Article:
She plans to run across New York in a wedding dress to "symbolize the silent victims who fall prey to abuse at the hands of their domestic partners."
Content warning: This story contains details of intimate partner violence that readers may find disturbing
A survivor of narcissistic domestic abuse is preparing to embark on an ambitious journey across New York this month. Vanessa Reiser, a licensed clinical social worker, plans to run a whopping 285 miles across the state in a wedding dress to "symbolize the silent victims who fall prey to abuse at the hands of their domestic partners." According to PEOPLE, she'll embark on the lengthy run on May 17 from Oswego, New York, and plans to finish on May 29 in Manhattan. The distance she aims to cover is the equivalent of running nearly 11 marathons, which means Reiser will be running approximately 23 miles—or close to one marathon—each day.
Reiser explained that she's taking on the challenge to raise awareness for narcissistic domestic abuse after experiencing it firsthand. "What I want the world to know is that narcissism is not about selfies. As a psychotherapist, I know the clinical criteria someone has to meet to be diagnosed as a narcissist, but I did not know the true meaning of what narcissistic abuse was and what it was like for the victims who lived with it until I started to research," Reiser said in a news release, reports The Washington Heights-Inwood Patch. "I am now part of a tribe; a group of special superheroes who have survived it."
Prior to dedicating her life to raise awareness for this "insidious form of domestic violence," Reiser was engaged to "a diagnosed narcissist sociopath" who had a history of abusing his partners. "Narcissists generally will use the wedding or an engagement as a form of control and manipulation. They entangle you. And so, [the dress] is a representation of how they do that," she told PEOPLE (the TV Show!). "He left me in Cape Cod and then I had to rent a car to get home," she said of her ex. "He padlocked me out of the house. A few months later, I left him and he spit on me, called me a bunch of really awful names, told me that my dead father was a loser — my father died when I was 18 — and then he bleached all my clothing."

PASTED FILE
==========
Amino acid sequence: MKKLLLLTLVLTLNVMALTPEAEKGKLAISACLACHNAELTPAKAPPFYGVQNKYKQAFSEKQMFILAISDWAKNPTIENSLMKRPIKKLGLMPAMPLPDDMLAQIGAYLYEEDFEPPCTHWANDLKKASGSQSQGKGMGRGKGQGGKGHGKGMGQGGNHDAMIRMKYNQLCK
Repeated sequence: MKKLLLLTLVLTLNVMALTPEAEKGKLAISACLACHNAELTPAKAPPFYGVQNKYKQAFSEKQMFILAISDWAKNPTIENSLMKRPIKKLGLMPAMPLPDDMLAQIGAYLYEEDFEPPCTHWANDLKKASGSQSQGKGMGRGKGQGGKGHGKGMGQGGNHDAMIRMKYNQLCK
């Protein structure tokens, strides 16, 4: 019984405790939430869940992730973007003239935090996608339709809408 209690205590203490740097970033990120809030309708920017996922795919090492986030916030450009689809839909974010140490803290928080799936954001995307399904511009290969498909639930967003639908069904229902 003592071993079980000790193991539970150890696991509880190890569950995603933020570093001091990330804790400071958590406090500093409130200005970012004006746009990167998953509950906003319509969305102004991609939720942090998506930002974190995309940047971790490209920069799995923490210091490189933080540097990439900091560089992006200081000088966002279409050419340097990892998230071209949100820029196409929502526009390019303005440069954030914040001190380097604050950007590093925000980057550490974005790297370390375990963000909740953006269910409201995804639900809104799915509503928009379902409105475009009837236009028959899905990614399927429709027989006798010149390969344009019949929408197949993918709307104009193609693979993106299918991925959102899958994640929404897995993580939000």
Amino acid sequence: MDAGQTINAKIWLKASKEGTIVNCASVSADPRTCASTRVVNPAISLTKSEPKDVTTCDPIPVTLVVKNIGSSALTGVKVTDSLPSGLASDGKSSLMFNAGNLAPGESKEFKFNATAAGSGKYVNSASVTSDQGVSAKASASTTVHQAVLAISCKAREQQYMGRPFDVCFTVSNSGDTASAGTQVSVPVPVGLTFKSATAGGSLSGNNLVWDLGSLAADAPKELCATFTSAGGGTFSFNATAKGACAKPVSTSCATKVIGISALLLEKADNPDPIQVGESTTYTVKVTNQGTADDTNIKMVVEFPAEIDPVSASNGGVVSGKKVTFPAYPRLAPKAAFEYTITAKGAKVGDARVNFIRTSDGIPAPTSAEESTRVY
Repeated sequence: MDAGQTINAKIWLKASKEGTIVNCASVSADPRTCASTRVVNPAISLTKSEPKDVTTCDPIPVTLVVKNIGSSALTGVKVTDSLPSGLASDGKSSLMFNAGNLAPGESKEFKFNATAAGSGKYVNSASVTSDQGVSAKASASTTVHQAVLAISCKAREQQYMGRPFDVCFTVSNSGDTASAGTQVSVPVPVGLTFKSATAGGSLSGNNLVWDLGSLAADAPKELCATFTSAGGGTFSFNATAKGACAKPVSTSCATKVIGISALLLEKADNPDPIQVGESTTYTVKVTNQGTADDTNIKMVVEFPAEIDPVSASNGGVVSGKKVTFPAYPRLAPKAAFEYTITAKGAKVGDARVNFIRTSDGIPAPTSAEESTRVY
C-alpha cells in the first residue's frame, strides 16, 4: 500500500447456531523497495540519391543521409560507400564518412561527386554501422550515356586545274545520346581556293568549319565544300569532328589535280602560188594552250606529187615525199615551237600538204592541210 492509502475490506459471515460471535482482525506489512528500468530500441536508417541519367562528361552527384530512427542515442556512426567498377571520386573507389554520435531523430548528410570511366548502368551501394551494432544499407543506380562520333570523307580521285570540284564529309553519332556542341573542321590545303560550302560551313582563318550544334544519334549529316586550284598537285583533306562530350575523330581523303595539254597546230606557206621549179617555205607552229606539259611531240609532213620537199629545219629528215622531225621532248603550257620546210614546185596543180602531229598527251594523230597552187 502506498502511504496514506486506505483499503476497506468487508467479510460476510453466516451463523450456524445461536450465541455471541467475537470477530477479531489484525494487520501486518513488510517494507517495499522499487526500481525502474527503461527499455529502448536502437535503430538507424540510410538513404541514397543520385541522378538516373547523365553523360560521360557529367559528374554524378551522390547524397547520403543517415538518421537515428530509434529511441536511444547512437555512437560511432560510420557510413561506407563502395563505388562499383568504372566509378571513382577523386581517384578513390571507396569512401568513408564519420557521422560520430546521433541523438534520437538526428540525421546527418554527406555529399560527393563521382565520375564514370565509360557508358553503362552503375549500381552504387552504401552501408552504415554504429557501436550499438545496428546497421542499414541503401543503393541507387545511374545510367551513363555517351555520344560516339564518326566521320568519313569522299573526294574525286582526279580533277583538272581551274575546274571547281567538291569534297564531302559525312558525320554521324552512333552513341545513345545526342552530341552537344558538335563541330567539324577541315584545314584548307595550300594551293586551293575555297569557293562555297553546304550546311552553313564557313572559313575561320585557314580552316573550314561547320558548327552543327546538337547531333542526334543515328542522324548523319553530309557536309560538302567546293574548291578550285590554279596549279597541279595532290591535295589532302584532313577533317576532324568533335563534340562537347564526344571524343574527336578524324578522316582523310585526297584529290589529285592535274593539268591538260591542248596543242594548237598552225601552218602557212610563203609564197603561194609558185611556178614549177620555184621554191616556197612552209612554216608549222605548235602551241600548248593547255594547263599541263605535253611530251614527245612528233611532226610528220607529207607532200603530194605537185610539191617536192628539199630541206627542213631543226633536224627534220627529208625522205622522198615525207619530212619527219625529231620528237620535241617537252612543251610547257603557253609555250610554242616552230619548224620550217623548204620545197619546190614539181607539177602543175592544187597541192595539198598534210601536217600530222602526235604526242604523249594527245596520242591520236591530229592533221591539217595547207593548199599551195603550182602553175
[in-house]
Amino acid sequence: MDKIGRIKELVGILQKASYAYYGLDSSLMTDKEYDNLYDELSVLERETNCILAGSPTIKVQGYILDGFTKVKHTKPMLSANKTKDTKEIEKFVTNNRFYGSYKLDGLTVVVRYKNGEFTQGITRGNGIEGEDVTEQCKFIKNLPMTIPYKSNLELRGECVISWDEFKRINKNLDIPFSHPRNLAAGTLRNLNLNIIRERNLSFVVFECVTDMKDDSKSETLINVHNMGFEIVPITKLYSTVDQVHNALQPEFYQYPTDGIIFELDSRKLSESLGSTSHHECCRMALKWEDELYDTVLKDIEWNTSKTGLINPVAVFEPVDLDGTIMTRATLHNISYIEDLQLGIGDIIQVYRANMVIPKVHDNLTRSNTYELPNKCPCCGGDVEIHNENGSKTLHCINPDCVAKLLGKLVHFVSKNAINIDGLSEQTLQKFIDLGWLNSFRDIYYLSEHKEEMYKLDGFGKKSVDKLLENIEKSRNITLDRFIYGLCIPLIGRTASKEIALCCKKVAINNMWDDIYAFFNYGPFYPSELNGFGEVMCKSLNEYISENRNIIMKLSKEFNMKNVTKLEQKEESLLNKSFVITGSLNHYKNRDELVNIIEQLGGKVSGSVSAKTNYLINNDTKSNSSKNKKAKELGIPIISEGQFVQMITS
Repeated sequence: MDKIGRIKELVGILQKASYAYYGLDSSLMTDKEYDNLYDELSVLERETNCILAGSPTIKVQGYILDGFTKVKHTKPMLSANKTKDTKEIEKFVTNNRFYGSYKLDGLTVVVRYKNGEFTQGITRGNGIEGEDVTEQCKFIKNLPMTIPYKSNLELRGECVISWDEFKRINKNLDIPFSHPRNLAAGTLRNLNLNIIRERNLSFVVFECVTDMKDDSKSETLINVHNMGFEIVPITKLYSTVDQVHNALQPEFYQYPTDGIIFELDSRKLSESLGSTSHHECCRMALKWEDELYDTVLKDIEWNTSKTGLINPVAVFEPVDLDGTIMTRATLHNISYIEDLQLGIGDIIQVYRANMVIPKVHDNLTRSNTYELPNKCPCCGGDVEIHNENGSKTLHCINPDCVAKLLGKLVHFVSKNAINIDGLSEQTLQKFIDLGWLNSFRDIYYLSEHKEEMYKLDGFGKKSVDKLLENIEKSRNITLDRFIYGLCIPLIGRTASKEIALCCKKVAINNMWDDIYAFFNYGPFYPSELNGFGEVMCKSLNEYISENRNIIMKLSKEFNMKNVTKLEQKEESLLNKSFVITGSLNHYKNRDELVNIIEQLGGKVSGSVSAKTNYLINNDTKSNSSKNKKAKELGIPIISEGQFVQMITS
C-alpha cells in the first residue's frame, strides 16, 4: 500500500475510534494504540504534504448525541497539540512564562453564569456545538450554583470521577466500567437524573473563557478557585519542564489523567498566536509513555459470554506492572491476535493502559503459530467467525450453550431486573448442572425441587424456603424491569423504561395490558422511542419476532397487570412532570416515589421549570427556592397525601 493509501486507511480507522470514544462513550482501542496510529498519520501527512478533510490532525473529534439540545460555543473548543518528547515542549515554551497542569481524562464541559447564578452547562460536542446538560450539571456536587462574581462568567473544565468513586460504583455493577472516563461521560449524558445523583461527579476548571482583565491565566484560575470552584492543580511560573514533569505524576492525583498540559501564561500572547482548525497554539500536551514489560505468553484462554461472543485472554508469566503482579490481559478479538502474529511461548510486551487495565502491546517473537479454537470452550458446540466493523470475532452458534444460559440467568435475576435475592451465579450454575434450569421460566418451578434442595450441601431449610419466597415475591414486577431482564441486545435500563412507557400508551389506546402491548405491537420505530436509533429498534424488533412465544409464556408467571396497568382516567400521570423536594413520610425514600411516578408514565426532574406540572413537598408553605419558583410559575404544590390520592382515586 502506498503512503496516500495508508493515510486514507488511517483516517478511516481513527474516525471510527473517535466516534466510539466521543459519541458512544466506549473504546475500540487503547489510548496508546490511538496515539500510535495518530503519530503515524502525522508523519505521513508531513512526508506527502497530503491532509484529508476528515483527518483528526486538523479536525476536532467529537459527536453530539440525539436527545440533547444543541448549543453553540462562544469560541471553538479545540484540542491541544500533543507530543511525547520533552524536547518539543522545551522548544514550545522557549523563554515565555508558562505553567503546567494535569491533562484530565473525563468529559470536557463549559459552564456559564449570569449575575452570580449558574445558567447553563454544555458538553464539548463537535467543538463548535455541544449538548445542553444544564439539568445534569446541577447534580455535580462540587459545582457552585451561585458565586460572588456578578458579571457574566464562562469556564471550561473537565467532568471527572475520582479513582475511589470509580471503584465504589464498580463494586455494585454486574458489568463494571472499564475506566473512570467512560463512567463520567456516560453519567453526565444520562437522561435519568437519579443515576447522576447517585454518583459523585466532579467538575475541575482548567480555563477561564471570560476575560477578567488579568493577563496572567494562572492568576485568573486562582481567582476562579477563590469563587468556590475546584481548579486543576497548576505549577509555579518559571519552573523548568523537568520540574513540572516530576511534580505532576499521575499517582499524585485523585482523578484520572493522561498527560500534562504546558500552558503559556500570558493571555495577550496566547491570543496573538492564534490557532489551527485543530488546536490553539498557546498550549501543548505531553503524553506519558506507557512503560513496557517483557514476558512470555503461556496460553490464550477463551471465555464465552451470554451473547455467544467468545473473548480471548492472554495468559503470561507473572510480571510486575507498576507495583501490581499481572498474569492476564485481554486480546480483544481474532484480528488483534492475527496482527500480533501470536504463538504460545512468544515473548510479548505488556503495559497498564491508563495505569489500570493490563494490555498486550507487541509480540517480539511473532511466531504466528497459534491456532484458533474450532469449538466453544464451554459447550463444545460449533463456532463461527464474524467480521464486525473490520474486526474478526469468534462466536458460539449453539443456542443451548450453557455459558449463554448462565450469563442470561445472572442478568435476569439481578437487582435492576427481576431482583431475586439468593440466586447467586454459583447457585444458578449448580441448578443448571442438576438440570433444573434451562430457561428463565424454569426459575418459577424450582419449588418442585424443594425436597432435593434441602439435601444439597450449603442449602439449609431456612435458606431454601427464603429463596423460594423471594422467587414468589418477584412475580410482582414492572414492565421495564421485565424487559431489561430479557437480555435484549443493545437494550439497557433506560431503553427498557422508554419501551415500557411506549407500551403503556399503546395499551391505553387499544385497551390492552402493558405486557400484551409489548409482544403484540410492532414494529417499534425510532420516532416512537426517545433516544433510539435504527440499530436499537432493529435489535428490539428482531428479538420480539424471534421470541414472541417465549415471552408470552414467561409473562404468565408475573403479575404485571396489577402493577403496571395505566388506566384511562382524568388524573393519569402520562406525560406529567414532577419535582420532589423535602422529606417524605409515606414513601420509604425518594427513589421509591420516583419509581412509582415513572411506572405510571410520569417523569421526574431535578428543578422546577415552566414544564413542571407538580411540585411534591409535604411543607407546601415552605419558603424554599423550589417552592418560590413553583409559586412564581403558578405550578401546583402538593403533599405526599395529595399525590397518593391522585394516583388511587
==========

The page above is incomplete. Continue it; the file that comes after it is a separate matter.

Reiser's ex-fiancé allegedly even attempted to get her kicked off the board of the Domestic Violence Center by claiming she was abusing him. "There was a lot of pain," she said. "I had to stay at my mother's house for three months. It was really awful." Reiser explained that although as a clinical therapist she knew something was not right with her relationship, she couldn't quite figure out what the problem was.
It was only when she had to withdraw from many of her favorite activities due to her former partner's demands that she had "a wake-up call" and realized she was in a relationship with a narcissistic domestic abuser. "The day I figured it out, I left," Reiser recalled. According to MedCircle, narcissistic abuse refers to "the emotional, physical, sexual, or financial forms of abuse that a narcissist inflicts on others. This abuse can range from mild putdowns to severe, life-threatening violence." Those in relationships with narcissists may "frequently feel angry, confused, or alone" and "might even question your own reality and wonder if you're the 'crazy one,'" the website states.
"It's very confusing. Everything is confuse and control," Reiser explained. "It's very much like a cult leader... that manipulation." After calling it quits on the abusive relationship, Reiser went on to receive life coaching and created the nonprofit Tell A Therapist, a nationwide telecommunication service that connects people who have experienced narcissistic abuse with specialized clinicians. "It is becoming more evident that this is something a lot of people are experiencing. Certainly, with the pandemic, the rates in domestic violence have gone through the roof," she said. "We have a major, major problem that we need to address... this is an issue that people don't know a lot about."
Reiser hopes to raise $200,000 through her run, which she'll donate to domestic violence centers in each of the counties she runs through. "I'm trying to raise as much as I can get," she said. "Running is my passion. It's my therapy, so I'm excited. I'm looking forward to crossing the finish line and seeing all of the support there." Sharing a message for the thousands of survivors who may hear her story, Reiser said: "I believe you. We believe you. Get safe. Try to find some courage, clarity, and confidence. This is part of my own healing. And so, if you have something that you want to do... lean into that. One of the things that a narcissist is afraid of is power. So look for that power and if you have a hard time finding it, explore your passions, figure out what you're good at, what you enjoy, and go for that."
If you are being subjected to domestic abuse or know of anyone else who is, please visit The National Domestic Violence Hotline website or call 1-800-799-7233 or text LOVEIS to 22522.